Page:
I was told never to trim all the cat's/kitten's claws at once, only 2 at a time so they can get used to it, is this true?

StaceyB
August 16th, 2005, 12:14 AM
No trim them all at once. You only need one post unless your cat looks like it is looking for other places. Some suggest having a post on each floor but it depends on the cat.

Lucky Rescue
August 16th, 2005, 12:24 AM
Thank you for all the suggestions!
I've been recommended sisal for scratching posts alot, so I'm definitely going to use it. Would more then 1 scratching post be a positive thing? I'm hoping my kitty can scratch when he feels like it, but at the same time I don't want him to get the idea that scratching anywhere in the house is good. Also what other types of wood are good for scratching, that don't splinter so the cat doesn't have wood stuck in it's paws?

I was told never to trim all the cat's/kitten's claws at once, only 2 at a time so they can get used to it, is this true?

Clip as many nails as the kitten will tolerate. If it gets upset after a couple, stop and finish another day. I usually hold the cat in my lap until it's relaxed, or I get them when they're sleeping and use lots of petting as a distraction.

Get the kitten used to having it's paws held and touched by gently petting and manipulating them. I've seen adult cats who would not allow their paws touched at all, since no one ever did. All mine are so used to it, I can easily clip their nails.

If your home is large, or has more than one floor, you should have a post on each floor so one is always handy when the kitten has the urge to scratch! A young kitten is not going to go to the other end of the house to scratch.

What breed kitten are you getting?

Okami
August 16th, 2005, 12:34 AM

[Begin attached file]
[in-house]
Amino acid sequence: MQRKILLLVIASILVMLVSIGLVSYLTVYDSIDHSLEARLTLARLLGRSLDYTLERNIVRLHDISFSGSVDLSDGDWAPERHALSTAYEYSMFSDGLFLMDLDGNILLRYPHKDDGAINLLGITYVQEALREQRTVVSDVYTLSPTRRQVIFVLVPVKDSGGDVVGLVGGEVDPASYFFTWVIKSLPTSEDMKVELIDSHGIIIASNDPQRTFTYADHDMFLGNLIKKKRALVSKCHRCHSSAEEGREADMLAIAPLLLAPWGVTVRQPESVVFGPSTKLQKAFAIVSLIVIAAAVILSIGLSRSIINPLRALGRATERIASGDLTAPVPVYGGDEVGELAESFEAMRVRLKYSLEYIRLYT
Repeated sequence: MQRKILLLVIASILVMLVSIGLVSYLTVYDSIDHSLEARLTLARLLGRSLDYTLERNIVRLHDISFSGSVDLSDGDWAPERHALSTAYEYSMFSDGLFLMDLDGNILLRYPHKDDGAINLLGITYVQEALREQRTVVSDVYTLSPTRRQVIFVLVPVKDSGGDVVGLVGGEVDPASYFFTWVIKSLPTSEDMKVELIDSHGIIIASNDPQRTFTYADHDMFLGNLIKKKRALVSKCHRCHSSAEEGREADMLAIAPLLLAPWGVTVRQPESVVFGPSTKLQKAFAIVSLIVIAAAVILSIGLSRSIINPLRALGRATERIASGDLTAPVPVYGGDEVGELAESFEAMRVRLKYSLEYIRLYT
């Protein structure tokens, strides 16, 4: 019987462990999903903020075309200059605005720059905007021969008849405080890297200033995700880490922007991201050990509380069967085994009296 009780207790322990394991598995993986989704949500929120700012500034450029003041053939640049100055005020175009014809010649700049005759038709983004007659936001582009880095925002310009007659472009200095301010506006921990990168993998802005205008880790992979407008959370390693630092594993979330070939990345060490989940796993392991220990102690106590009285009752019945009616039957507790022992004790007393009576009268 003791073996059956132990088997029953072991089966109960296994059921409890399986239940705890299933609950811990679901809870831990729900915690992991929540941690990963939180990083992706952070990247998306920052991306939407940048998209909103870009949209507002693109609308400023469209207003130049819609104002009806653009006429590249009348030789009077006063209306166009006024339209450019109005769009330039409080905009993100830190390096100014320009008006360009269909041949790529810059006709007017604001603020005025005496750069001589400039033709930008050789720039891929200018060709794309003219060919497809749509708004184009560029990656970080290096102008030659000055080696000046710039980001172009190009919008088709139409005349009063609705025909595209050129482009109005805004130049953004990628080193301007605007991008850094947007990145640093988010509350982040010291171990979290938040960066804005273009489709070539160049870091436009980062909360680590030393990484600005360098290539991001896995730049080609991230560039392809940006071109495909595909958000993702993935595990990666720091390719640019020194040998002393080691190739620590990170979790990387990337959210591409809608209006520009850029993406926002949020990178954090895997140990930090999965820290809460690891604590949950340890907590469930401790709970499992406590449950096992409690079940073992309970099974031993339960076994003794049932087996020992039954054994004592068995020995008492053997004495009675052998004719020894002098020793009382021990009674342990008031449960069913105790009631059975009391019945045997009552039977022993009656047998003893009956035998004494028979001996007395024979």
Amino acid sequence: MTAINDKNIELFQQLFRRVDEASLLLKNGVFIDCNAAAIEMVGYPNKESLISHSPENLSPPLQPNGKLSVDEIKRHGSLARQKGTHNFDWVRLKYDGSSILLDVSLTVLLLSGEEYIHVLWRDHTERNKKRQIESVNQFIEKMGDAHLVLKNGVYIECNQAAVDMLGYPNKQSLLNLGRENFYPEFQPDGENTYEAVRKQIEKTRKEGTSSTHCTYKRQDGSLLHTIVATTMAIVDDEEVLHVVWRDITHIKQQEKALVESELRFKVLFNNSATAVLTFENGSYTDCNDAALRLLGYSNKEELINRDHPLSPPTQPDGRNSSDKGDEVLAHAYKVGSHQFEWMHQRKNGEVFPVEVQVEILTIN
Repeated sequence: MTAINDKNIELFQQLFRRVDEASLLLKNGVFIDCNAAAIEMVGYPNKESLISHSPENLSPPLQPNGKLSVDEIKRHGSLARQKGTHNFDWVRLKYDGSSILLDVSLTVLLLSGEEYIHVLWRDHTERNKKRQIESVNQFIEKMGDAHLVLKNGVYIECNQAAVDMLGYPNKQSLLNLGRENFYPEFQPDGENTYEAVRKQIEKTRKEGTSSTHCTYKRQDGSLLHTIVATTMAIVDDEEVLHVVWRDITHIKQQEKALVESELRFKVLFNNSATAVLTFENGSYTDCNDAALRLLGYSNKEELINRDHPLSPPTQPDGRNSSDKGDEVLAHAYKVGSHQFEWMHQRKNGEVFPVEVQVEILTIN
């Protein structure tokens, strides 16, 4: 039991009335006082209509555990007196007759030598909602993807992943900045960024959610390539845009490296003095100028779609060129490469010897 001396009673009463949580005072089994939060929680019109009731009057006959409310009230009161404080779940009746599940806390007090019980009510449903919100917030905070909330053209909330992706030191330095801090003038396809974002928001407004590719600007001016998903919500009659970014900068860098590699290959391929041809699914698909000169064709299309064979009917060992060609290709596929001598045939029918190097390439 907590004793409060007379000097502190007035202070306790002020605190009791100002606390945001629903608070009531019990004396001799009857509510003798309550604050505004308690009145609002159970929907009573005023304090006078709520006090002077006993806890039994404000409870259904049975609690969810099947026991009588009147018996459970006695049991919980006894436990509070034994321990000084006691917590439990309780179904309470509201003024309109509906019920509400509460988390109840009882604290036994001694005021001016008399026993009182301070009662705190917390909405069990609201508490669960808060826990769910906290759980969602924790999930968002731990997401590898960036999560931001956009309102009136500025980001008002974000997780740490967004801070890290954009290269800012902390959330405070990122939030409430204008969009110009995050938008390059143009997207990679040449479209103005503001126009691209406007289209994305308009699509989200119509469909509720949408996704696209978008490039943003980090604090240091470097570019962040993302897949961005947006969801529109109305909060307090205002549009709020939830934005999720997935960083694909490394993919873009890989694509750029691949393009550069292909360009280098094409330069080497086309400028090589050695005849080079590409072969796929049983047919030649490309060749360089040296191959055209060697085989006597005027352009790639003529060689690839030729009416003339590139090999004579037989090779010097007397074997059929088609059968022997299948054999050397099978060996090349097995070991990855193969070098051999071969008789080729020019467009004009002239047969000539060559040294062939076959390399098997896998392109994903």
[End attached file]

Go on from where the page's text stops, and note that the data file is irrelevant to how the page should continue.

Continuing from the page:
^_^ an egyptian mau

PetFriendly
August 16th, 2005, 04:34 PM
Here are a few tips from my experience (and just because they might not agree with some of what others are saying doesn't make anyone less right, its all about the cat).

I've found it best to have scratches boxes in each room you use for more than an hour at a time, including the bedroom.

I've also found that for kittens, the flat cardboard scratches boxes work best as they can't tip or fall over. Cats have a long memory and might not go back to something that's fallen out from under-neath them.

Not all cats take to the sizel (sp?!) rope. If you already have one and its not being used, try leaving it out in the rain for a few days (this has honestly worked for me)

Kittens don't all take to catnip, though they might grow in to it (like adults and booze ;) )

In a pinch, untreated lumber can replicate trees (also very effective and relatively cheap, just make sure you get soft wood, no oak or anything like that)

As far as water goes, that's up to you. I can say though that cats are sensitive to reprimand, so a loud NO, then move to a better place will likely work.

Also, while the kiten is small, take it places like PetSmart and teach it to walk on a leash with you down the street. The kitten will love the change of scenery and it will be so much more social than it would of been otherwise (we did this with my boyfriend's and she'll actually run to the door when someone knocks to see who's there!)